We’d no doubt be better off if this wasn’t an activity that required a national remembrance. I’ve lived almost exclusively on the East Coast and yes, we need reminders to “take a walk in the park.” To “smell the roses.” We are a production-driven culture.
Our son was born and spent his formative early years in western Pennsylvania, north of Pittsburgh, almost a stone’s throw from the Ohio border. I’m glad he did. Our friends there knew to take walks in the parks, smell the roses, enjoy time with family and friends. Pittsburgh natives consider themselves part of the East Coast. This fascinated me, because in addition to being geographical inaccurate, Pittsburgh does not feel like the East Coast to me; this was one of the biggest, and appreciated, differences.
But back to the East Coast, Massachusetts to be specific, this past weekend. Having enjoyed a family get-together Saturday evening, my husband and I set out on a sunny Easter afternoon to take a walk in the park. Where we live, trails and woods and open space are abundant. We are fortunate to have an incredible national park with miles of trails a few minutes from our home. This was my envisioned destination, but we got to talking, and drove by the turn to the closest entrance to the park. Minutes later, we were driving by picturesque Sleepy Hollow Cemetery, a historic landmark that offers the resting places of Louisa May Alcott, Nathaniel Hawthorne, Ralph Waldo Emerson, and Henry David Thoreau, for starters. I suggested we park, and walk there. This wasn’t as strange an idea as it might sound.
When I was younger, cemeteries were to be avoided. Creepy places with possible phenomenon that we didn’t understand and that could be very dangerous. Most of us have formed our ideas of what happens in cemeteries from horror movies. But upon moving to New England, I discovered beautiful cemeteries with woods and trails that connect the cemetery “parks” to the greater network of trails. Some of our dog-parent friends even chose cemeteries as their first destination to exercise with their canine companions off-leash, undisturbed on quiet paths under the trees. With our dog by my side–or not, when she happily raced and cavorted across the lawns–I began to discover the enfolding allure offered by these picturesque cemeteries, laid out along winding paths on landscaped grounds guarded by large tracts populated by wise old trees. A peaceful oasis where we lay our loved ones to rest.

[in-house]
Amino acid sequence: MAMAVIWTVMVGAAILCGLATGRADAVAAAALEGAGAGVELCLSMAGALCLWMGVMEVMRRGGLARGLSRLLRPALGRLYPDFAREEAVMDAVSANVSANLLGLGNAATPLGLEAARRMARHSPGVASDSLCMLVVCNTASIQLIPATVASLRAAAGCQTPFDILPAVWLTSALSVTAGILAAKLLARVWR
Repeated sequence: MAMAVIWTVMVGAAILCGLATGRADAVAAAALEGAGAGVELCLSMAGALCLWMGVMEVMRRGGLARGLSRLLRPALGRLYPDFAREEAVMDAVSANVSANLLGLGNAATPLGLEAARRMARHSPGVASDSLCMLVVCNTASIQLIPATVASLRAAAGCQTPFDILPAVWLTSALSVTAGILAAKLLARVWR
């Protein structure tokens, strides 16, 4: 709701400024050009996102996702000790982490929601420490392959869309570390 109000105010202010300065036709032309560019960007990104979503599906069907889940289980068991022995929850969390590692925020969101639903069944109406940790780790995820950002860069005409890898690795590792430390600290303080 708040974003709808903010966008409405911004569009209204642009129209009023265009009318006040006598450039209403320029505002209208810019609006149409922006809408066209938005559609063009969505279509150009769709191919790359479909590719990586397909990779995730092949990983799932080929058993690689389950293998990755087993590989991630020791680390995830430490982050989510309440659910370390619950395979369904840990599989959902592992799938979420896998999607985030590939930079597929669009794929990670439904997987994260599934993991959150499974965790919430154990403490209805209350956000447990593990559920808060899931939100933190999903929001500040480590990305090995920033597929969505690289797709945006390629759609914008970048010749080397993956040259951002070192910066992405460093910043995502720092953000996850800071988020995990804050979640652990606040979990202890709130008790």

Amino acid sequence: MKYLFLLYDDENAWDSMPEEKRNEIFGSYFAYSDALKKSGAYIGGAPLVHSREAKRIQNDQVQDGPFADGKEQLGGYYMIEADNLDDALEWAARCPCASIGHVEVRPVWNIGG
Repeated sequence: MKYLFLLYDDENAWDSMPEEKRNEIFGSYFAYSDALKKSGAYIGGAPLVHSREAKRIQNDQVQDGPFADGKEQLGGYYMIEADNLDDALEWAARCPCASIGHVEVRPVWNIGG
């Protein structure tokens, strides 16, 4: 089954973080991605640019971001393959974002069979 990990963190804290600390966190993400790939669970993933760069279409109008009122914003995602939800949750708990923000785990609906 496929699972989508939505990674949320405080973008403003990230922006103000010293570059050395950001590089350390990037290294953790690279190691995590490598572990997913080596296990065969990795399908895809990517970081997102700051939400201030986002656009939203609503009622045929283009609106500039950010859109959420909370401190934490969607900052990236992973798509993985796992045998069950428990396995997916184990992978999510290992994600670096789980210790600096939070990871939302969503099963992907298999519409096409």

Was it the East Coast in me? Before we’d walked very far, my mind wandered back to a concrete, brass-tacks issue. I observed that we had made no purchase or reservation for a plot of land where we were to be buried. Where did my husband want to be buried?
And just like that, on that sunny Easter afternoon, a day traditionally to rejoice in resurrection and life, I unintentionally disturbed the peace by cracking open the lid on the many unsettling aspects of death. The next ten minutes covered the claustrophobia of being put in a box and buried, the burning hell horror of going up in flames even though ashes were probably preferable to a rotting body, and where did the ashes go then? For all of us who have close loved-ones who have passed away, we’ve come face-to-face with the challenges of plotting this after-death chapter. The exercise can be quite rough. My parents never made any decisions. Their children are still trying to.
And then, my husband and I tabled the discussion for another day, or year, or decade. On what day and date will we have needed to decide? That is, of course, the biggest uncertainty.
And a most convincing reason to take a walk in the park. Often.